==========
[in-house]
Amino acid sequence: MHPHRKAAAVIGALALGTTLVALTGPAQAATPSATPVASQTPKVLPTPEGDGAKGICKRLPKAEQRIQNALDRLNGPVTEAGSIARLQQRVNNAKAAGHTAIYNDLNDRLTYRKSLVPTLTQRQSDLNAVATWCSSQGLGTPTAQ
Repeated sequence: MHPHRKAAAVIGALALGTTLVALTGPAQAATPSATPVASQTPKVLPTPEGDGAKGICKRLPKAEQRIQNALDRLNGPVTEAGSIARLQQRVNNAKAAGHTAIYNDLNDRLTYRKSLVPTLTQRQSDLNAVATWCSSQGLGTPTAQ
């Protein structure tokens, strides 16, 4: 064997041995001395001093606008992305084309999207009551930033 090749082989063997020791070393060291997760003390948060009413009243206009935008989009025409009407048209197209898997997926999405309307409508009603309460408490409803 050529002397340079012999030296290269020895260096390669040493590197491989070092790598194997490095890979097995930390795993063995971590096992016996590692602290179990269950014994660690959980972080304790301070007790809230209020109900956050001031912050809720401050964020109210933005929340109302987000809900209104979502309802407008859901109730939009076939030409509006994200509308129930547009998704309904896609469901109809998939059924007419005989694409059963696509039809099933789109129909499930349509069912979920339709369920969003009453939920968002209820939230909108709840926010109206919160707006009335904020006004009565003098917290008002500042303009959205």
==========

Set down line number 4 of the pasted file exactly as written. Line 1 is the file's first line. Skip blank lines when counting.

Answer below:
């Protein structure tokens, strides 16, 4: 064997041995001395001093606008992305084309999207009551930033 090749082989063997020791070393060291997760003390948060009413009243206009935008989009025409009407048209197209898997997926999405309307409508009603309460408490409803 050529002397340079012999030296290269020895260096390669040493590197491989070092790598194997490095890979097995930390795993063995971590096992016996590692602290179990269950014994660690959980972080304790301070007790809230209020109900956050001031912050809720401050964020109210933005929340109302987000809900209104979502309802407008859901109730939009076939030409509006994200509308129930547009998704309904896609469901109809998939059924007419005989694409059963696509039809099933789109129909499930349509069912979920339709369920969003009453939920968002209820939230909108709840926010109206919160707006009335904020006004009565003098917290008002500042303009959205």